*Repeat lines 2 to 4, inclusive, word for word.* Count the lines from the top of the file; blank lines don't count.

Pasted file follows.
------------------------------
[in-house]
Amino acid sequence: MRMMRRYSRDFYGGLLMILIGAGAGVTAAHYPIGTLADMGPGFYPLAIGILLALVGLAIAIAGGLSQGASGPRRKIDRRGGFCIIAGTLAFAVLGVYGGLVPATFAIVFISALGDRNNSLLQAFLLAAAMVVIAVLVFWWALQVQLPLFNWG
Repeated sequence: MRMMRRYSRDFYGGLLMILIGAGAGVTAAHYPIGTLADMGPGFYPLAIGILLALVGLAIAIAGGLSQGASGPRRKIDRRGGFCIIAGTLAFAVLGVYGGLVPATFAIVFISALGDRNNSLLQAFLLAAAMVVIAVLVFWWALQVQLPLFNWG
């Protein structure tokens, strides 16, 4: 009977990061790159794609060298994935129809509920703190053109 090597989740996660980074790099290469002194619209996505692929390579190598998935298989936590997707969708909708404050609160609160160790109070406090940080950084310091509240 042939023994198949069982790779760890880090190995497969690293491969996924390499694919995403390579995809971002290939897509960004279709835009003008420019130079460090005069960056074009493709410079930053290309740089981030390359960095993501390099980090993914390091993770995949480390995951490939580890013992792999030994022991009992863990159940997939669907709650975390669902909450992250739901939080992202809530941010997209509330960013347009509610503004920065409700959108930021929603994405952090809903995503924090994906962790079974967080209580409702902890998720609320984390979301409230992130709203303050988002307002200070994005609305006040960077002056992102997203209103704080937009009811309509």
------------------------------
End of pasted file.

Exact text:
Amino acid sequence: MRMMRRYSRDFYGGLLMILIGAGAGVTAAHYPIGTLADMGPGFYPLAIGILLALVGLAIAIAGGLSQGASGPRRKIDRRGGFCIIAGTLAFAVLGVYGGLVPATFAIVFISALGDRNNSLLQAFLLAAAMVVIAVLVFWWALQVQLPLFNWG
Repeated sequence: MRMMRRYSRDFYGGLLMILIGAGAGVTAAHYPIGTLADMGPGFYPLAIGILLALVGLAIAIAGGLSQGASGPRRKIDRRGGFCIIAGTLAFAVLGVYGGLVPATFAIVFISALGDRNNSLLQAFLLAAAMVVIAVLVFWWALQVQLPLFNWG
């Protein structure tokens, strides 16, 4: 009977990061790159794609060298994935129809509920703190053109 090597989740996660980074790099290469002194619209996505692929390579190598998935298989936590997707969708909708404050609160609160160790109070406090940080950084310091509240 042939023994198949069982790779760890880090190995497969690293491969996924390499694919995403390579995809971002290939897509960004279709835009003008420019130079460090005069960056074009493709410079930053290309740089981030390359960095993501390099980090993914390091993770995949480390995951490939580890013992792999030994022991009992863990159940997939669907709650975390669902909450992250739901939080992202809530941010997209509330960013347009509610503004920065409700959108930021929603994405952090809903995503924090994906962790079974967080209580409702902890998720609320984390979301409230992130709203303050988002307002200070994005609305006040960077002056992102997203209103704080937009009811309509």